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  • by pudge (1) on 2002.11.07 10:27 (#14559) Homepage Journal
    In this election, many liberal spectators expected the voters say to Washington, "It's the economy, stupid!" and deliver the House and/or Senate into the hands of the Democrats. Instead, the voters said, with a loud, clear voice: "It's the war, stupid!"

    The problem is not that the people don't care about the economy, the problem (for the Democrats) is that all the polls show that a significant majority of voters believe the economy is OK. You assume the economy was bad and the people don't care. The stats just don't bear that out. This is why the Democrat leadership is looking bad: in the middle of a bad economy, they couldn't make people think the economy was bad.

    here is no longer any doubt: America is going to War.

    Nah. War is unlikely. There will be a new UN resolution signed, probably tomorrow, and Iraq will be given seven days to agree to it. The only way we will go to war is Iraq does not agree to it -- which would in itself be considered an act of war by Iraq -- which seems altogether unlikely, since the best way for Iraq to stay in power is for them to allow the UN to have its way.

    Bush assumed office under the most dubious of circumstances and yet he has cajoled and patronized the opposition into doing his bidding as if he were swept into power on the crest of a massive voter landslide.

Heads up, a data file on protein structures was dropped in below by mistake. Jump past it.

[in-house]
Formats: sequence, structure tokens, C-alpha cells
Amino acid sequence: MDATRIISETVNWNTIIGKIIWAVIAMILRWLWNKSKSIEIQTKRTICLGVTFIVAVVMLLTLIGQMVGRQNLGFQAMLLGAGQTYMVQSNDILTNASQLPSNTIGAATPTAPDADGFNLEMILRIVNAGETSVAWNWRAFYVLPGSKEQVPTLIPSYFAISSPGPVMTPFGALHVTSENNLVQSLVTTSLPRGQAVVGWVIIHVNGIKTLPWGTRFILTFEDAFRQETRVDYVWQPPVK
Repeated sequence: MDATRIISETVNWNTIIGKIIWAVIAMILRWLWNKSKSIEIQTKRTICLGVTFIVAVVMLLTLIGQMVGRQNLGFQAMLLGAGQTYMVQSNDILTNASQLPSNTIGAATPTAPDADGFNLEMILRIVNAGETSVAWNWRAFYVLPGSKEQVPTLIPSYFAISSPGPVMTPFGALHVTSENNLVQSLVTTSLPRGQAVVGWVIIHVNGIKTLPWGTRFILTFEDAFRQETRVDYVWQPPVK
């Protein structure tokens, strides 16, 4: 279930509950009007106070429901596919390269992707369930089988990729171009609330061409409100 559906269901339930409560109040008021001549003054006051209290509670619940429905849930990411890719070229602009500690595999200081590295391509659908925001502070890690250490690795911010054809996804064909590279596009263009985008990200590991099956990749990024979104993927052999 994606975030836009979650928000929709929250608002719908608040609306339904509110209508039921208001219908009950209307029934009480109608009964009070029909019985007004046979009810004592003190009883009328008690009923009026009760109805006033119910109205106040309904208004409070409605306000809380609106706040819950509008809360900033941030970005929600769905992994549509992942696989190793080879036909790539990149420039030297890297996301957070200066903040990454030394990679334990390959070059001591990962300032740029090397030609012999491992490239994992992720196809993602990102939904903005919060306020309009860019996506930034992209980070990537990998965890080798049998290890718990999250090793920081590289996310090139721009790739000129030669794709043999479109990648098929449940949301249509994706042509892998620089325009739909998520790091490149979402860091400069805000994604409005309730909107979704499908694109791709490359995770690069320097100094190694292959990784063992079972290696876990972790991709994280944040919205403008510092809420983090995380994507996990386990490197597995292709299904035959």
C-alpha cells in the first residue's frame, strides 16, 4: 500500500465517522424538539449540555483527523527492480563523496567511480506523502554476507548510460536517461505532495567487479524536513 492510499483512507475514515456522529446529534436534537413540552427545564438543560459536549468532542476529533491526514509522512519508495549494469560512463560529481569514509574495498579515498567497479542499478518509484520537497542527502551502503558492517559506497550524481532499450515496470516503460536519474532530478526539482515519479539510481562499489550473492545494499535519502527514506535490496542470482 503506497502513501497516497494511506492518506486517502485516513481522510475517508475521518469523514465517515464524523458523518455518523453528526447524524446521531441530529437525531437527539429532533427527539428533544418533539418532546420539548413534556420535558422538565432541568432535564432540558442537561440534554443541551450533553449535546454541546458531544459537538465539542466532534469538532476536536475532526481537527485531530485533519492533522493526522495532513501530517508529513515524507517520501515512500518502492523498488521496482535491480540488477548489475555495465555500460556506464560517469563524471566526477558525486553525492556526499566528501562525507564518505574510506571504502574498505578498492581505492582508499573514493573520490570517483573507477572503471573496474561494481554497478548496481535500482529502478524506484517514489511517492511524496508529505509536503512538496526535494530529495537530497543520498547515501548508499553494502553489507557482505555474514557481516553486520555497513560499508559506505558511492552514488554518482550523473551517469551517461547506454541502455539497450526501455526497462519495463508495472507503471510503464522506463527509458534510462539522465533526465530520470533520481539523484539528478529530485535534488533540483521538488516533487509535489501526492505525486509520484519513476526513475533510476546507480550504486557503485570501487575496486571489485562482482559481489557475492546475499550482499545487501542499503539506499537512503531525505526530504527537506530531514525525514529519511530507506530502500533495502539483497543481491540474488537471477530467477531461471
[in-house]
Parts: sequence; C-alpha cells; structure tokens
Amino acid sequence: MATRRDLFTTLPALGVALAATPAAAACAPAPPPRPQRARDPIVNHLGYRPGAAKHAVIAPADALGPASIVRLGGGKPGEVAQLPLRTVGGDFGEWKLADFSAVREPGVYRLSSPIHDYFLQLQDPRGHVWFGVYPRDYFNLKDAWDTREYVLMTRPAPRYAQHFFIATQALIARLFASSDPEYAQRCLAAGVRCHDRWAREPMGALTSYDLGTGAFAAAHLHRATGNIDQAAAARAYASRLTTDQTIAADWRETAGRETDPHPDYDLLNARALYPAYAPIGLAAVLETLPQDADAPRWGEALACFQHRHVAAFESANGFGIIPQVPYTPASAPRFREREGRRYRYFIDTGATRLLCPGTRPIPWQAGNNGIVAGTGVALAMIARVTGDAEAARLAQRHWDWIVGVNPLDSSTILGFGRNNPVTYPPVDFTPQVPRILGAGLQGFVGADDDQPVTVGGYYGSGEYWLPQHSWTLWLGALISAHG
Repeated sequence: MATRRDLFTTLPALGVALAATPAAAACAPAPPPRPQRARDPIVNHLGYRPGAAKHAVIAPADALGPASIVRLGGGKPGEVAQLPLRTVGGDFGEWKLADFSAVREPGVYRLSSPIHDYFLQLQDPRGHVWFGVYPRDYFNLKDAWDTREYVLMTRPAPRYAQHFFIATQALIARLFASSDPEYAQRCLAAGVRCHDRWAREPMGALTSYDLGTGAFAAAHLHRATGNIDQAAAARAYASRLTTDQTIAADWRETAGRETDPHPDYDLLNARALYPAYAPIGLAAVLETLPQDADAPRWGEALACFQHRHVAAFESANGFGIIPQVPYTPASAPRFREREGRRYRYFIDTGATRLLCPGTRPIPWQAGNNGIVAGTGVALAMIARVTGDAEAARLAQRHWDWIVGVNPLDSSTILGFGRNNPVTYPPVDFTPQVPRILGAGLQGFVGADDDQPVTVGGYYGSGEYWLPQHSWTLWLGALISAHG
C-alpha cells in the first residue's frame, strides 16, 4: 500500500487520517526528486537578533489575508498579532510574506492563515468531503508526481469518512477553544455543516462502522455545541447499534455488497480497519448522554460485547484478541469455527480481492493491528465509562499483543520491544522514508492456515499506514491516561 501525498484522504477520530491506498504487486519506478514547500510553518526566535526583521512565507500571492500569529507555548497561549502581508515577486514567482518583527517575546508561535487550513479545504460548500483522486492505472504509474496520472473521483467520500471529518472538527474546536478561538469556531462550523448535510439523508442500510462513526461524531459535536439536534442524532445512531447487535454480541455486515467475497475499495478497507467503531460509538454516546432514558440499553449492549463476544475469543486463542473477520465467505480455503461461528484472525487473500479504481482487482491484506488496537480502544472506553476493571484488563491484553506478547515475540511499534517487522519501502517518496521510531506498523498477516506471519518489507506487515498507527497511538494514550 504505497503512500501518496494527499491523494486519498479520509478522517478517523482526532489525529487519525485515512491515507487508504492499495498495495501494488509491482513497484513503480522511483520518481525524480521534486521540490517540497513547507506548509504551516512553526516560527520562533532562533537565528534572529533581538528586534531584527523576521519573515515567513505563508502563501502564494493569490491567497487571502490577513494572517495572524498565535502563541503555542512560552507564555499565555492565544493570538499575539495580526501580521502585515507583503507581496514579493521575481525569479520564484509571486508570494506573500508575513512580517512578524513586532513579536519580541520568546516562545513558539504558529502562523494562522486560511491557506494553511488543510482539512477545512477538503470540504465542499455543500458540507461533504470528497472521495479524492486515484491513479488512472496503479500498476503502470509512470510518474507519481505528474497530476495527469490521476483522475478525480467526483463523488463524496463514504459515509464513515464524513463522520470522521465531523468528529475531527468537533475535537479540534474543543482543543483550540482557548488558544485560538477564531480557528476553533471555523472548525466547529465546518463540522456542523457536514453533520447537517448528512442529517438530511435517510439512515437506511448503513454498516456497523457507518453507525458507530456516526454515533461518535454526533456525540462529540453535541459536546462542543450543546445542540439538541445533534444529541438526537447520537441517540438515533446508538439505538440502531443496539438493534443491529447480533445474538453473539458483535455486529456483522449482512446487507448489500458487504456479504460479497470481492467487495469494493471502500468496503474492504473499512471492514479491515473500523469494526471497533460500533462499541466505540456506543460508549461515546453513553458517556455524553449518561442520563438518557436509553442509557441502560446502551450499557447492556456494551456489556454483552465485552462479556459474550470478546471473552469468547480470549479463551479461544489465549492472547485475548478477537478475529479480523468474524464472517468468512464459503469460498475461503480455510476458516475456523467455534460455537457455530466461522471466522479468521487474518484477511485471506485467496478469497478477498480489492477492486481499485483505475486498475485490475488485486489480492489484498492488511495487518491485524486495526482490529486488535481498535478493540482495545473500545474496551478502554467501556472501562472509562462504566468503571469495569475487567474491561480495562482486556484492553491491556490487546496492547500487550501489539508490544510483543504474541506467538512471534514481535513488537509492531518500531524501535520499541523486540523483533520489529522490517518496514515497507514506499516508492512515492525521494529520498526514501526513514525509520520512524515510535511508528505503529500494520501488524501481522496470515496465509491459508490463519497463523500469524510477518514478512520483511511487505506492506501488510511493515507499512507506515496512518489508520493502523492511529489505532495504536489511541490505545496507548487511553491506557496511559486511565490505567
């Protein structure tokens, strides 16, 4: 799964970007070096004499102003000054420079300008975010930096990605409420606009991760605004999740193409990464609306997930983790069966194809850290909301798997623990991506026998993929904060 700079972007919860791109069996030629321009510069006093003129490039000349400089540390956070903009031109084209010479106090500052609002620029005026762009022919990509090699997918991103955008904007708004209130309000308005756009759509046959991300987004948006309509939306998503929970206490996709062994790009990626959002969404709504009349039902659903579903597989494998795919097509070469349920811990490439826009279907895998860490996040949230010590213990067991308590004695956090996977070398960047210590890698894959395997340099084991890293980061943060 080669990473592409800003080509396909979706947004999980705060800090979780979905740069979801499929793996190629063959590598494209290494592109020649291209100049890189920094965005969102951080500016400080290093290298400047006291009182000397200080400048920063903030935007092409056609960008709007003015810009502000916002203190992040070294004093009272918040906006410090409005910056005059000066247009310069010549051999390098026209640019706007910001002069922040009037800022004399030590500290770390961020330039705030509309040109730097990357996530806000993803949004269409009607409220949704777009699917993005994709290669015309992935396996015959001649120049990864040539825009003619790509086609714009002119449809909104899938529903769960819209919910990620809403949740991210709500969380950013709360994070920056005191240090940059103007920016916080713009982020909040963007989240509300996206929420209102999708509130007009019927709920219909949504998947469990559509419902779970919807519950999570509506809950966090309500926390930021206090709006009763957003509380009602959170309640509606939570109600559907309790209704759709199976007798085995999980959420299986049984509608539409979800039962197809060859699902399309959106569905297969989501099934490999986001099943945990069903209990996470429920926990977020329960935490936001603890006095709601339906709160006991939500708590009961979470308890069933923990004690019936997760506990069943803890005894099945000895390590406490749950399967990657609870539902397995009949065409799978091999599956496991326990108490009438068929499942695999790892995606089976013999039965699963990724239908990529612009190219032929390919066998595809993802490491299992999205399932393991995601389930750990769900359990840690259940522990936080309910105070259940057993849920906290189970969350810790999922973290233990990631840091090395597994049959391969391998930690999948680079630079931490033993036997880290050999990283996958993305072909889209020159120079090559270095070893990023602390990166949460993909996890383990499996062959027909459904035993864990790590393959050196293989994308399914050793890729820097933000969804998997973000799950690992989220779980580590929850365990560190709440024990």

Regardless of the circumstances in which he was elected into office, I have never considered relative margin of victory to be relevant. He was elected, he was the President, he gets to act like the President. And nothing has changed.

    Sure, you get your political capital in various ways: sometimes by high election margins, sometimes by other events (such as 9/11), but how ytou get that political capital doesn't make what you do with that political capital right or wrong. He has no obligation to act as he thinks the people want him to act, except insofar as he promised during his campaign. I couldn't care less if the majority of Americans approve of this policy or that one. He is the President, legally elected, and gets to act like the President, and put work on the policies he thinks are best. This is the nature of a representative democracy.

    In short: what "mandate" a politician have is (IMO, rightfully) irrelevant. How much political capital he has, no matter where it comes from, is all that matters.

    In the next two years, we will witness every program and policy change that Bush and the Republicans have ever wanted. Some of these changes probably will be for the better. Most will not.

    Your opinion is, of course, only your opinion. I think of it exactly opposite: some will not be for the better, but most will be. Social Security will likely be fixed for the better (hfb has an excellent point about the AARP, that if they screw up Social Security and piss off the AARP that they will lose in 2004: this is exactly why they will not screw up Social Security).

    The biggest challenge, though, is health care. They have a chance to finally do what they want with it, and I am hopeful that they will do well by it. But it is a lot harder to fix than Social Security. I am hoping they do more things like the recent legislation to limit exclusive rights to drugs by pharmaceutical companies, more of a top-down approach. It sucks to pay for everyone's drugs when we could be working to make those drugs more affordable instead.

    And remember, there are a lot of mavericks in the Senate, and no party majority large enough to stop a filibuster. The Republicans simply cannot do whatever they wish, because they need to appease their own moderates and mavericks (like Chafee and McCain), and they need to avoid the filibuster.